“What we built might be designed 30 years ago and based on the rainfall that we saw and recorded back then, what we call a stationarity assumption,” he says. “We should design the new infrastructure based on non-stationarity. A 100-year storm 30 years ago is different from a 100-year storm nowadays.”

And the 100-year storms we can expect to see over the next 30 years, he adds, will be different from what we encounter today.

That’s why real-time data is so critical for effective flood management. But which data source is best? Satellites are capable of monitoring broad geographical areas but have to be in the right place at the right time. And sensors, while more responsive, have limited geographic ranges.

Goharian and his team believe camera-generated images and videos are a happy medium when it comes to gathering accurate data quickly. As part of two NSF projects, they are placing ground-based cameras in test areas in South Carolina and California. The resulting images will be combined with images from other sources, including drones and satellites. They will then be processed through deep learning networks that have been trained to detect pixels of water, providing valuable insights on the flood’s behavior and important hydrologic measurements.

“For example, if you detect water in a street, then we can tell you the depth of the water or the area that is inundated by water,” Goharian says. “In some specific cases, we can give you the velocity of water or the inundation rate, which are very important because they can tell us which direction the water is moving. And that tells us which streets we need to close before the water reaches them.”

Beyond improving modeling and forecasting, he is hopeful that his research will help decision-makers act quickly during crises. While living in northern California in 2017, he saw one such crisis unfold. Damage to the Oroville Dam spillway led to large-scale evacuations in communities downstream as officials scrambled to avoid catastrophic flooding. In situations like these, AI can serve as a policy optimization framework, allowing users to consult models that have been trained on data from millions of potential scenarios.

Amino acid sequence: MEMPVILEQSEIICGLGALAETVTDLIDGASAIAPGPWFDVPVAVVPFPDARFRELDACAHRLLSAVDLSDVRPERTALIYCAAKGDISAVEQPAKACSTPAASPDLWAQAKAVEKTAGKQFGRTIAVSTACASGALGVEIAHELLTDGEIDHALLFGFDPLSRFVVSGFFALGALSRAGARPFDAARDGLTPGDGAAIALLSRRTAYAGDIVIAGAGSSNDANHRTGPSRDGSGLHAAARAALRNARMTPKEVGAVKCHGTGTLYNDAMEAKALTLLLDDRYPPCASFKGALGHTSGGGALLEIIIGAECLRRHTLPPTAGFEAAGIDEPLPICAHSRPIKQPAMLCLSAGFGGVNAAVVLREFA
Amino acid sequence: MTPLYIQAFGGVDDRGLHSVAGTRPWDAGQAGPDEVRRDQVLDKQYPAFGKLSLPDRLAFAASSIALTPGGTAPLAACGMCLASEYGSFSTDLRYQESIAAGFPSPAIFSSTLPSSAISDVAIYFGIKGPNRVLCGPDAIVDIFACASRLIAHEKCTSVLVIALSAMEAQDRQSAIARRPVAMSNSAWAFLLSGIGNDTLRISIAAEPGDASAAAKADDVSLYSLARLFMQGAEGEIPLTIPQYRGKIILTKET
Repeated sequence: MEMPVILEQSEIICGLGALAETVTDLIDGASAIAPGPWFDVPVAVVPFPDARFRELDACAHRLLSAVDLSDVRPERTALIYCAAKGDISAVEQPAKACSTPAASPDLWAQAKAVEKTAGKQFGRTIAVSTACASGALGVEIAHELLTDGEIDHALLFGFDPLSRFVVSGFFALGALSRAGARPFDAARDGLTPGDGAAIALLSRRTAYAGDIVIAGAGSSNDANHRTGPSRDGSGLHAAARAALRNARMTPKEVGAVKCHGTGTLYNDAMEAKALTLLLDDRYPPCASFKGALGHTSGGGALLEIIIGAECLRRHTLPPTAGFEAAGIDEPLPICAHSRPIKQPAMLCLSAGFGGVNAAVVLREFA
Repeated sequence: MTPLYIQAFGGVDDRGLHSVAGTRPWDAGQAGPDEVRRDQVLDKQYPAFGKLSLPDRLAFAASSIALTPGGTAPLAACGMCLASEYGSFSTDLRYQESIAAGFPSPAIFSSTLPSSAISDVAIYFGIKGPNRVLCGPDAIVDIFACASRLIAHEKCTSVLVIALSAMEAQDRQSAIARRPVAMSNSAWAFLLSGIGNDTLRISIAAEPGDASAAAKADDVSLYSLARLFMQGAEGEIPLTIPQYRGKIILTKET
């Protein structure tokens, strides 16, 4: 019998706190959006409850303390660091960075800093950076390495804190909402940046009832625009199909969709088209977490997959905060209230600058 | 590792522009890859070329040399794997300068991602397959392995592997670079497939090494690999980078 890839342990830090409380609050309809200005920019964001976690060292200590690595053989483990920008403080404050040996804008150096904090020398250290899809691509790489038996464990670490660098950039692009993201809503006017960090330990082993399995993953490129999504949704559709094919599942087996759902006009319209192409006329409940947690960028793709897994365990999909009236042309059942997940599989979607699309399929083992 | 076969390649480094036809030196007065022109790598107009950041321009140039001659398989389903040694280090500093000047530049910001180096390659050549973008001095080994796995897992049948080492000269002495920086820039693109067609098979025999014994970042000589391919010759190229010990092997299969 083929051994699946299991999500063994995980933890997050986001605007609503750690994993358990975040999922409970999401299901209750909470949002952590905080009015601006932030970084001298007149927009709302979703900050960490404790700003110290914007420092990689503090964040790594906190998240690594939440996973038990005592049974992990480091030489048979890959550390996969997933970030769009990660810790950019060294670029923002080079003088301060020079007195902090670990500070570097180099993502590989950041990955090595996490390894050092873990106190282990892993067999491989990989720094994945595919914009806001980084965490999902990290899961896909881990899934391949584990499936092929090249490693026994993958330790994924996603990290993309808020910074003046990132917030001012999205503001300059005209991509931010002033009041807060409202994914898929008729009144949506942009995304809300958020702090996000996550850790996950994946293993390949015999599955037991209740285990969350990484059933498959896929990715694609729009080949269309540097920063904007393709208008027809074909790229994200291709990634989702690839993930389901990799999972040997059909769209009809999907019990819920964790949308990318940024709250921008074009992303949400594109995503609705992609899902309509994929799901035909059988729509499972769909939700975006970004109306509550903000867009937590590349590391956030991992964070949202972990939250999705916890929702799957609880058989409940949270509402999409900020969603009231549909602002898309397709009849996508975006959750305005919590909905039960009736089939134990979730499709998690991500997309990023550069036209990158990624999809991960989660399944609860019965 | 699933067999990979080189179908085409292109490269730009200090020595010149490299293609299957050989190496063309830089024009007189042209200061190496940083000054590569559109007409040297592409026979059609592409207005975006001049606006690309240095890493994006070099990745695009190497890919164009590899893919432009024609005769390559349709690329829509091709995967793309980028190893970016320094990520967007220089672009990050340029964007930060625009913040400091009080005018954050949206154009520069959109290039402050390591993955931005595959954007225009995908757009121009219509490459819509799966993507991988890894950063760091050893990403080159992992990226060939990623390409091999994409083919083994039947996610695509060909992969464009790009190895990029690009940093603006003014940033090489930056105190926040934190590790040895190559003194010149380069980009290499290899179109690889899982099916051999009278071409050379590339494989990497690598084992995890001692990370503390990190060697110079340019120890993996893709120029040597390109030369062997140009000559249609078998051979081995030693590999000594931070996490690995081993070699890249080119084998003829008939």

“We have lots of data, and we need to consider and analyze all of it during a short period to make the best decision,” he says. “Humans usually just look at a few factors, but the machine can help us analyze much more data in a short time to make a better decision. These decisions can be designed beforehand and translated into optimal decision trees which tell us the best thing to do when something happens, 
and in real-time decision-making, that helps us a lot.”


Responding to Stress

Nick Boltin, College of Engineering and Computing

It’s Friday night, and the local emergency room is swarming. Physicians and nurses move from patient to patient, and the paramedics keep rolling in more. There’s a woman with a suspected heart attack. There’s a man injured in a car accident. There’s a small child struggling to breathe. And then there’s the waiting area.